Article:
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Obama gives Medal of Valor to 13 heroes who were ‘just doing their job’

In our NewsHour Shares moment of the day, President Obama honored 13 law enforcement officers, including one who was killed in the line of duty, the Medal of Valor at the White House for their exceptional courage in the face of great danger. The award is the highest decoration an American public safety officer can receive.

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    And finally tonight, our "NewsHour" Shares, something that caught our eye that might be of interest to you, too.

    President Obama honored 13 law enforcement officers at the White House today with the Medal of Valor. The award recognizes those who exhibited exceptional courage in the face of great danger to protect others.

    One by one, President Obama bestowed the day's medals on those whose acts where not only brave, but instinctive. Los Angeles police officer Donald Thompson suffered first- and second-degree burns pulling an unconscious victim from a burning car. Officers Jason Salas and Robert Sparks and Captain Raymond Bottenfield ended a deadly shooting rampage at Santa Monica College.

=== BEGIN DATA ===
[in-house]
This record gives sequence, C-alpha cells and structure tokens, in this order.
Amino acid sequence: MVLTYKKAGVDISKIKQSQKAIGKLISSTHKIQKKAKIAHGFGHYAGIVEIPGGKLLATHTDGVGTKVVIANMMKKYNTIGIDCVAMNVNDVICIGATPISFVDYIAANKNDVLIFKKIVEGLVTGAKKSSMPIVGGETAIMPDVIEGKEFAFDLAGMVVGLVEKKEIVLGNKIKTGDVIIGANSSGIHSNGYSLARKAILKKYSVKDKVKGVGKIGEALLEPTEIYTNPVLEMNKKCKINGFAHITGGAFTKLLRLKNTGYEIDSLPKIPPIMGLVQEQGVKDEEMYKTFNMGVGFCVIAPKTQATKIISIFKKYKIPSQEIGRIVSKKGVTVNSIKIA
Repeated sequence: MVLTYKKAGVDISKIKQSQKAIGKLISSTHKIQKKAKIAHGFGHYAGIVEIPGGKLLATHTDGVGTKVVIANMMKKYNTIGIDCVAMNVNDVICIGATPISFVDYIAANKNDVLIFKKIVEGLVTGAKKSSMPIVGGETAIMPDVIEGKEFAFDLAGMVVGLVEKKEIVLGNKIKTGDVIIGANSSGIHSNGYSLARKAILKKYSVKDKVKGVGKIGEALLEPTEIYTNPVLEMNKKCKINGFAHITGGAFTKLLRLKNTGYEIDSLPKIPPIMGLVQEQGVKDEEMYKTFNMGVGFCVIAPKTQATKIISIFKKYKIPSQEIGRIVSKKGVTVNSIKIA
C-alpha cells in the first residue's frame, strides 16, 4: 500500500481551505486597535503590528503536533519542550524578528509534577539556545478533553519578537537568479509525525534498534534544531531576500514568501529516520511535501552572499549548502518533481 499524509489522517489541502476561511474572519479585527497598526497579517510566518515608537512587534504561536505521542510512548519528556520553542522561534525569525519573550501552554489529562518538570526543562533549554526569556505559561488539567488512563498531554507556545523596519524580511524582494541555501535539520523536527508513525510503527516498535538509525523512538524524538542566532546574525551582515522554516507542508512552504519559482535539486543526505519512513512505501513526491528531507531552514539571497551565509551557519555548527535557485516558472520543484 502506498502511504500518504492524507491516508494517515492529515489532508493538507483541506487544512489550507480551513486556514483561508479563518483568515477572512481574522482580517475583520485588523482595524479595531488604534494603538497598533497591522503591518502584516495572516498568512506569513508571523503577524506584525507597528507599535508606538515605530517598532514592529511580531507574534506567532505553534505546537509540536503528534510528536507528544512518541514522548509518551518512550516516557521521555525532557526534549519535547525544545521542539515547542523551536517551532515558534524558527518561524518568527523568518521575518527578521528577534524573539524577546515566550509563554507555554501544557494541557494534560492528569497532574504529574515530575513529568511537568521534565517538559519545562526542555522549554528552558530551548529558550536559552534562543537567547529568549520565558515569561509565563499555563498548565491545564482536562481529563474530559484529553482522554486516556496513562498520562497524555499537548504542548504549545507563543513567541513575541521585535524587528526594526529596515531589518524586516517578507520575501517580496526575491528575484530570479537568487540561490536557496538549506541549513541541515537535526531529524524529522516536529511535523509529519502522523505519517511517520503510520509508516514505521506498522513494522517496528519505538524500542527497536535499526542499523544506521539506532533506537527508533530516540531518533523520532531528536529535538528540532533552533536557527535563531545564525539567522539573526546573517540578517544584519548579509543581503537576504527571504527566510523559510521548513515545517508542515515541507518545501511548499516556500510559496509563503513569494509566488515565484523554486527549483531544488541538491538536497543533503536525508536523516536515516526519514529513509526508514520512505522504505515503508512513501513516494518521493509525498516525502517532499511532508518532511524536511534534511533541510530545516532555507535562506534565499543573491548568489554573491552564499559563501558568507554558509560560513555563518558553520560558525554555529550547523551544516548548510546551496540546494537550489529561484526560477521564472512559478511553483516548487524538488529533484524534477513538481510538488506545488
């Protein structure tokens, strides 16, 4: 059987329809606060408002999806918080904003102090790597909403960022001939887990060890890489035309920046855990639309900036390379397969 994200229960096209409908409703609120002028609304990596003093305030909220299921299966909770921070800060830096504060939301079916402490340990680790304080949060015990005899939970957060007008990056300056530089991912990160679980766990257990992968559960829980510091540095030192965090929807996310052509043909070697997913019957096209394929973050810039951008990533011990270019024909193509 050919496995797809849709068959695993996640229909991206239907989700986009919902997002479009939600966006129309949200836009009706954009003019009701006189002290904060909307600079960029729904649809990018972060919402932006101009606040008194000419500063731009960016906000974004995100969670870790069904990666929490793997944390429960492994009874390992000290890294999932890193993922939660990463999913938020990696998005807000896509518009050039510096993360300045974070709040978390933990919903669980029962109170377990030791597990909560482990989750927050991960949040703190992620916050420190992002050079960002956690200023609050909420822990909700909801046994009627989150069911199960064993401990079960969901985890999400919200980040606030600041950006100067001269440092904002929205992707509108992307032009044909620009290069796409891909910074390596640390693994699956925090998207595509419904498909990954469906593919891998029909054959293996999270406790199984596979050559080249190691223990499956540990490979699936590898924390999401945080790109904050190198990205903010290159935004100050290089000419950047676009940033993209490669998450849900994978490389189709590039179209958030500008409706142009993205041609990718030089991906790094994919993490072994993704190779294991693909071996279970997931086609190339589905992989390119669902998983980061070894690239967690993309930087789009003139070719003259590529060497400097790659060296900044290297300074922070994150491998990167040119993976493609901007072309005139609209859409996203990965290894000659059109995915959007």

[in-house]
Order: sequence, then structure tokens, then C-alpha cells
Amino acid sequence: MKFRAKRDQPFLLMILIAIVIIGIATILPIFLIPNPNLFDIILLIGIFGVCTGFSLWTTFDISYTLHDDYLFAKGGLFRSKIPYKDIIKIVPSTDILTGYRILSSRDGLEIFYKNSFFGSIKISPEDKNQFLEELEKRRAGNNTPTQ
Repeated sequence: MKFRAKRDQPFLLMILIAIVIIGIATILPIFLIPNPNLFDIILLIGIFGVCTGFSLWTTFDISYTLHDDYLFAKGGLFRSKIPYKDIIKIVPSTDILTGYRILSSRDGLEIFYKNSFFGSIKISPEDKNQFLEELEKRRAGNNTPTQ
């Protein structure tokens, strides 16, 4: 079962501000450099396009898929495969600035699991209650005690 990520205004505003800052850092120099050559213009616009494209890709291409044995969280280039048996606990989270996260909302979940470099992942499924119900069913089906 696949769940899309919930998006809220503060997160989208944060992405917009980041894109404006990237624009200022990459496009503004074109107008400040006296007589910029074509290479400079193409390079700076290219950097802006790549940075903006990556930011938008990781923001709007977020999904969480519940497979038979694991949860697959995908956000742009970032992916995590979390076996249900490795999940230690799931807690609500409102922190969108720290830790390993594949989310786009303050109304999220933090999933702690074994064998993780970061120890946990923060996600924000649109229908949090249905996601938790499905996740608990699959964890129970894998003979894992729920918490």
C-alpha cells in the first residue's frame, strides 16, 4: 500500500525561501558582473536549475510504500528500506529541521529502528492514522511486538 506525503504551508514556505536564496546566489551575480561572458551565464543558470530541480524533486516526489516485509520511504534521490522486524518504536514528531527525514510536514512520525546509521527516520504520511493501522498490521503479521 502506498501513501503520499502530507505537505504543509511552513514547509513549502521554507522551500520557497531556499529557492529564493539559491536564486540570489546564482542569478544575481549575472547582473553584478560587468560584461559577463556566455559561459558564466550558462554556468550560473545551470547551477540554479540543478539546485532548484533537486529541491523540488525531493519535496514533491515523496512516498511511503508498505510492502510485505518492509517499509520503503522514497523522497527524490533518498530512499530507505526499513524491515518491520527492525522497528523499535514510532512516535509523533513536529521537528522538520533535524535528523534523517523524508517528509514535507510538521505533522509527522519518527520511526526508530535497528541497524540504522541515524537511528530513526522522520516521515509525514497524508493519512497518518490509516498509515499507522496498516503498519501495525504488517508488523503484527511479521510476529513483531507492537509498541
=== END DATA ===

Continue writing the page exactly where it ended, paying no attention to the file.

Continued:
And Philadelphia Police Sergeant Robert Wilson III gave his life to protect innocent customers and employees during a video store robbery. His wife accepted the medal on his behalf. But all 13, the president said, went above and beyond the call of duty.


    In all of these places in each of these moments, these officers were true to their oaths.

    To a person, each of these honorees acted without regard for their own safety. They stood up to dangerous individuals brandishing assault rifles, handguns and knives. Each of them will tell you very humbly the same thing: They were just doing their jobs. They were doing what they had to do, what they were trained to do, like on any other day.

    We want you to know we could not be prouder of you and we couldn't be prouder of your families for all the contributions that you make.


    President Obama signed a package of bills aimed at protecting and honoring public safety officers into law shortly before the ceremony.

    And that's the "NewsHour" for tonight.

    On Tuesday, we explore the growing problem of harassment of Muslim-American students in U.S. public schools.

    I'm Hari Sreenivasan


    And I'm Judy Woodruff.

    Join us online and again right here tomorrow evening. For all of us at the "PBS NewsHour," thank you, and good night.

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